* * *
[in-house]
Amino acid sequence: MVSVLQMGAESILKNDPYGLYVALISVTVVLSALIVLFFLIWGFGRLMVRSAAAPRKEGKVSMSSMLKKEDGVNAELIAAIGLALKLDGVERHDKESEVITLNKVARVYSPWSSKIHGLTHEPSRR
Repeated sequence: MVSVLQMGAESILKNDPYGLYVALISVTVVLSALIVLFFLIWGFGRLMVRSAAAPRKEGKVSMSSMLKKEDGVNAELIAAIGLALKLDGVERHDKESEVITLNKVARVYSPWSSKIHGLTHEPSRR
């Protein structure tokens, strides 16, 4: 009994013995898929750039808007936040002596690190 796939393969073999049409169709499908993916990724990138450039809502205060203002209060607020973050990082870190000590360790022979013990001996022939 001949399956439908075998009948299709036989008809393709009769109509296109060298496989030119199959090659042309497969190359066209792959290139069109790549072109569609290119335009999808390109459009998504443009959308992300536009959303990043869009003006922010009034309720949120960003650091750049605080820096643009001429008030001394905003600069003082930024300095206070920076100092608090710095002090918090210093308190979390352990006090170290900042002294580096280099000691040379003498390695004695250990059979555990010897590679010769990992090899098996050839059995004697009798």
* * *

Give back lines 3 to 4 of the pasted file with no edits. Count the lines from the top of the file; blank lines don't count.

Repeated sequence: MVSVLQMGAESILKNDPYGLYVALISVTVVLSALIVLFFLIWGFGRLMVRSAAAPRKEGKVSMSSMLKKEDGVNAELIAAIGLALKLDGVERHDKESEVITLNKVARVYSPWSSKIHGLTHEPSRR
């Protein structure tokens, strides 16, 4: 009994013995898929750039808007936040002596690190 796939393969073999049409169709499908993916990724990138450039809502205060203002209060607020973050990082870190000590360790022979013990001996022939 001949399956439908075998009948299709036989008809393709009769109509296109060298496989030119199959090659042309497969190359066209792959290139069109790549072109569609290119335009999808390109459009998504443009959308992300536009959303990043869009003006922010009034309720949120960003650091750049605080820096643009001429008030001394905003600069003082930024300095206070920076100092608090710095002090918090210093308190979390352990006090170290900042002294580096280099000691040379003498390695004695250990059979555990010897590679010769990992090899098996050839059995004697009798």